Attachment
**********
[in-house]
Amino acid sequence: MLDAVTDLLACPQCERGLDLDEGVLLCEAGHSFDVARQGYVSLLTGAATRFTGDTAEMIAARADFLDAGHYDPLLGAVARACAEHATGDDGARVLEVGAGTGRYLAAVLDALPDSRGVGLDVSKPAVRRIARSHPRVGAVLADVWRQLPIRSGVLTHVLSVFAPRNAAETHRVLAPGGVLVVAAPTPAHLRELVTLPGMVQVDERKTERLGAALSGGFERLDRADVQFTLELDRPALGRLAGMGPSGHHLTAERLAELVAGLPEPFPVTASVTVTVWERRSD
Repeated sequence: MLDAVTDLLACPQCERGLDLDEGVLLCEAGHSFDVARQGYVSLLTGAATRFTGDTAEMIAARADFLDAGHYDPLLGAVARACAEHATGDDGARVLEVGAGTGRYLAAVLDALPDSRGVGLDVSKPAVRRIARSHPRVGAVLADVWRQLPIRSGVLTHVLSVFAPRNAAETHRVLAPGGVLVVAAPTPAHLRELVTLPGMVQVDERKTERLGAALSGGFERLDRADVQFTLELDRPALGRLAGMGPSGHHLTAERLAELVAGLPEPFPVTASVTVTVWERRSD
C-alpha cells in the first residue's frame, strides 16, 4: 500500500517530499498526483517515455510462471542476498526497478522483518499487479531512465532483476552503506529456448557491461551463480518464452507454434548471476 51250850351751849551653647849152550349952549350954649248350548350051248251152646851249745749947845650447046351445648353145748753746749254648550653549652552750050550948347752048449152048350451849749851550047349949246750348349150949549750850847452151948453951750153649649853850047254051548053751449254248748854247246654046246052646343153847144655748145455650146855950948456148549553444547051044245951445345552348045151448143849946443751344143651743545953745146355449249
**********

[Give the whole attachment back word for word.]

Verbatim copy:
[in-house]
Amino acid sequence: MLDAVTDLLACPQCERGLDLDEGVLLCEAGHSFDVARQGYVSLLTGAATRFTGDTAEMIAARADFLDAGHYDPLLGAVARACAEHATGDDGARVLEVGAGTGRYLAAVLDALPDSRGVGLDVSKPAVRRIARSHPRVGAVLADVWRQLPIRSGVLTHVLSVFAPRNAAETHRVLAPGGVLVVAAPTPAHLRELVTLPGMVQVDERKTERLGAALSGGFERLDRADVQFTLELDRPALGRLAGMGPSGHHLTAERLAELVAGLPEPFPVTASVTVTVWERRSD
Repeated sequence: MLDAVTDLLACPQCERGLDLDEGVLLCEAGHSFDVARQGYVSLLTGAATRFTGDTAEMIAARADFLDAGHYDPLLGAVARACAEHATGDDGARVLEVGAGTGRYLAAVLDALPDSRGVGLDVSKPAVRRIARSHPRVGAVLADVWRQLPIRSGVLTHVLSVFAPRNAAETHRVLAPGGVLVVAAPTPAHLRELVTLPGMVQVDERKTERLGAALSGGFERLDRADVQFTLELDRPALGRLAGMGPSGHHLTAERLAELVAGLPEPFPVTASVTVTVWERRSD
C-alpha cells in the first residue's frame, strides 16, 4: 500500500517530499498526483517515455510462471542476498526497478522483518499487479531512465532483476552503506529456448557491461551463480518464452507454434548471476 51250850351751849551653647849152550349952549350954649248350548350051248251152646851249745749947845650447046351445648353145748753746749254648550653549652552750050550948347752048449152048350451849749851550047349949246750348349150949549750850847452151948453951750153649649853850047254051548053751449254248748854247246654046246052646343153847144655748145455650146855950948456148549553444547051044245951445345552348045151448143849946443751344143651743545953745146355449249